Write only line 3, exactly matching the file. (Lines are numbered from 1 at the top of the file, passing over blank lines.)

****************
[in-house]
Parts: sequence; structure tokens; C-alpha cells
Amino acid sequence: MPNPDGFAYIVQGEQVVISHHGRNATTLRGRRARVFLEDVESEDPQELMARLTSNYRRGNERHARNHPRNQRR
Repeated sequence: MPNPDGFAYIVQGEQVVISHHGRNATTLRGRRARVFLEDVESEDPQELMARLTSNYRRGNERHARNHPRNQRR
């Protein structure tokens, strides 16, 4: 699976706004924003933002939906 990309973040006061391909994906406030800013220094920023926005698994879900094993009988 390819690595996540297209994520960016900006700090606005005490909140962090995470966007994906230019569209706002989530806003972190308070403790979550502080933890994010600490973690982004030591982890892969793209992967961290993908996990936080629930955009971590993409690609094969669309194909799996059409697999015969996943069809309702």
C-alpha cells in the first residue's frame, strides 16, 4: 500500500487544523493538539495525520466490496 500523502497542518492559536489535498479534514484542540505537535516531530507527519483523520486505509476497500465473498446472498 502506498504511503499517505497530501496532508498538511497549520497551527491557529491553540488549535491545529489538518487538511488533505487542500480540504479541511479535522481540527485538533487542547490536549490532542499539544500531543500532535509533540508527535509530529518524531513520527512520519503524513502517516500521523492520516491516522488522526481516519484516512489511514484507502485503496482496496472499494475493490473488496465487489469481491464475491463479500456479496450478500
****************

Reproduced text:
Amino acid sequence: MPNPDGFAYIVQGEQVVISHHGRNATTLRGRRARVFLEDVESEDPQELMARLTSNYRRGNERHARNHPRNQRR